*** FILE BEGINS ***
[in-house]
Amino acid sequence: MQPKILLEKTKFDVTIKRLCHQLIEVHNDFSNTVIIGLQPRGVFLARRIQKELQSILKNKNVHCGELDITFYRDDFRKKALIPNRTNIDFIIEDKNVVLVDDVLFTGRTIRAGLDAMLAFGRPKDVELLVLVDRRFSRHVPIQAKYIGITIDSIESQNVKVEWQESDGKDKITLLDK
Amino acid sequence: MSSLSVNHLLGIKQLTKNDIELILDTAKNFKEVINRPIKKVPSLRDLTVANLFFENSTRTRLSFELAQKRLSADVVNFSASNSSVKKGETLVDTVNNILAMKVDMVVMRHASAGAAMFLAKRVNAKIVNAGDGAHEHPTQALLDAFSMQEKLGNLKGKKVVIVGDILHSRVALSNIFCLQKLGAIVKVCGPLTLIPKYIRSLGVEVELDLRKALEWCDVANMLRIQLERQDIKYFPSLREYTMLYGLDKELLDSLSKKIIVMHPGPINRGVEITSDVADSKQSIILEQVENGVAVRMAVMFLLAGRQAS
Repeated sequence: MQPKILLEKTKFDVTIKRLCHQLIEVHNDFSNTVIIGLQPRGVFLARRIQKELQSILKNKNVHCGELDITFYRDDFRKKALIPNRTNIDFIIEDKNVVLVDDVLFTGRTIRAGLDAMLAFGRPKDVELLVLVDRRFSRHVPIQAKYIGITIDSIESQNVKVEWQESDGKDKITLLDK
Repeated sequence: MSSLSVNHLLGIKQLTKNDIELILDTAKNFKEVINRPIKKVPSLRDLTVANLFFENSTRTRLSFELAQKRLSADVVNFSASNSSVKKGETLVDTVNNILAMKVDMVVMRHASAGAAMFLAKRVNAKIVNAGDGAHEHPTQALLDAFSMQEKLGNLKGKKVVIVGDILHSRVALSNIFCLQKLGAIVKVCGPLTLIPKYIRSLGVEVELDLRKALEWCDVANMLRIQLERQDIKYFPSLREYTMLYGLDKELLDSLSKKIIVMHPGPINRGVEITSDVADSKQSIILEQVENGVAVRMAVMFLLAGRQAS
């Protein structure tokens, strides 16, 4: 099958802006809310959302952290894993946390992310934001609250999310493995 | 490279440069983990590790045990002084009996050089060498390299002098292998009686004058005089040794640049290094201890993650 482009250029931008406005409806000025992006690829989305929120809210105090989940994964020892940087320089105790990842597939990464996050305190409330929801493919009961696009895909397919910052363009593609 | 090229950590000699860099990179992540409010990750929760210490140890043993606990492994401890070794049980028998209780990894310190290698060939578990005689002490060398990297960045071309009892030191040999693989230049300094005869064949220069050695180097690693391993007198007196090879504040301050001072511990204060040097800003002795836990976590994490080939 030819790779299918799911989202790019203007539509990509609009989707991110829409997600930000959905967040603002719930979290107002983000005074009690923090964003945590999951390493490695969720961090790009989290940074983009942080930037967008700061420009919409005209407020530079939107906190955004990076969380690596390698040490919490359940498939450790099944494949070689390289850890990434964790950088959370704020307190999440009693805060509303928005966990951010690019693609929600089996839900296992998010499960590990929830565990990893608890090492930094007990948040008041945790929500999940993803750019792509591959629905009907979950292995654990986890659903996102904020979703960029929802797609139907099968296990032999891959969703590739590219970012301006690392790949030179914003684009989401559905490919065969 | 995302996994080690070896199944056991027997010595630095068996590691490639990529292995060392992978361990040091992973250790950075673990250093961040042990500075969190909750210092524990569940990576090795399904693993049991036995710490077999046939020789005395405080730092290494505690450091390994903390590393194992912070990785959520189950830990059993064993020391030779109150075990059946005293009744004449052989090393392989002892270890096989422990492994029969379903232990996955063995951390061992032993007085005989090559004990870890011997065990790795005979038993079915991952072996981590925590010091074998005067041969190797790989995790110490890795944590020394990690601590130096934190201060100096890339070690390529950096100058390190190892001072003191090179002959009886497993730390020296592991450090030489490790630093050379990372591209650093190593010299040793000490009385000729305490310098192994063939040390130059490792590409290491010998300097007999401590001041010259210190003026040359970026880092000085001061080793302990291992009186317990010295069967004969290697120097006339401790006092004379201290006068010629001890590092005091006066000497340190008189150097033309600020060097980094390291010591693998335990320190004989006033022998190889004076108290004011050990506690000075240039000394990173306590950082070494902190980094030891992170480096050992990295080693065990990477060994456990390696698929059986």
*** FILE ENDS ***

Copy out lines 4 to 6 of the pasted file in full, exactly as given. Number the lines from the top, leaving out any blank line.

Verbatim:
Repeated sequence: MQPKILLEKTKFDVTIKRLCHQLIEVHNDFSNTVIIGLQPRGVFLARRIQKELQSILKNKNVHCGELDITFYRDDFRKKALIPNRTNIDFIIEDKNVVLVDDVLFTGRTIRAGLDAMLAFGRPKDVELLVLVDRRFSRHVPIQAKYIGITIDSIESQNVKVEWQESDGKDKITLLDK
Repeated sequence: MSSLSVNHLLGIKQLTKNDIELILDTAKNFKEVINRPIKKVPSLRDLTVANLFFENSTRTRLSFELAQKRLSADVVNFSASNSSVKKGETLVDTVNNILAMKVDMVVMRHASAGAAMFLAKRVNAKIVNAGDGAHEHPTQALLDAFSMQEKLGNLKGKKVVIVGDILHSRVALSNIFCLQKLGAIVKVCGPLTLIPKYIRSLGVEVELDLRKALEWCDVANMLRIQLERQDIKYFPSLREYTMLYGLDKELLDSLSKKIIVMHPGPINRGVEITSDVADSKQSIILEQVENGVAVRMAVMFLLAGRQAS
């Protein structure tokens, strides 16, 4: 099958802006809310959302952290894993946390992310934001609250999310493995 | 490279440069983990590790045990002084009996050089060498390299002098292998009686004058005089040794640049290094201890993650 482009250029931008406005409806000025992006690829989305929120809210105090989940994964020892940087320089105790990842597939990464996050305190409330929801493919009961696009895909397919910052363009593609 | 090229950590000699860099990179992540409010990750929760210490140890043993606990492994401890070794049980028998209780990894310190290698060939578990005689002490060398990297960045071309009892030191040999693989230049300094005869064949220069050695180097690693391993007198007196090879504040301050001072511990204060040097800003002795836990976590994490080939 030819790779299918799911989202790019203007539509990509609009989707991110829409997600930000959905967040603002719930979290107002983000005074009690923090964003945590999951390493490695969720961090790009989290940074983009942080930037967008700061420009919409005209407020530079939107906190955004990076969380690596390698040490919490359940498939450790099944494949070689390289850890990434964790950088959370704020307190999440009693805060509303928005966990951010690019693609929600089996839900296992998010499960590990929830565990990893608890090492930094007990948040008041945790929500999940993803750019792509591959629905009907979950292995654990986890659903996102904020979703960029929802797609139907099968296990032999891959969703590739590219970012301006690392790949030179914003684009989401559905490919065969 | 995302996994080690070896199944056991027997010595630095068996590691490639990529292995060392992978361990040091992973250790950075673990250093961040042990500075969190909750210092524990569940990576090795399904693993049991036995710490077999046939020789005395405080730092290494505690450091390994903390590393194992912070990785959520189950830990059993064993020391030779109150075990059946005293009744004449052989090393392989002892270890096989422990492994029969379903232990996955063995951390061992032993007085005989090559004990870890011997065990790795005979038993079915991952072996981590925590010091074998005067041969190797790989995790110490890795944590020394990690601590130096934190201060100096890339070690390529950096100058390190190892001072003191090179002959009886497993730390020296592991450090030489490790630093050379990372591209650093190593010299040793000490009385000729305490310098192994063939040390130059490792590409290491010998300097007999401590001041010259210190003026040359970026880092000085001061080793302990291992009186317990010295069967004969290697120097006339401790006092004379201290006068010629001890590092005091006066000497340190008189150097033309600020060097980094390291010591693998335990320190004989006033022998190889004076108290004011050990506690000075240039000394990173306590950082070494902190980094030891992170480096050992990295080693065990990477060994456990390696698929059986």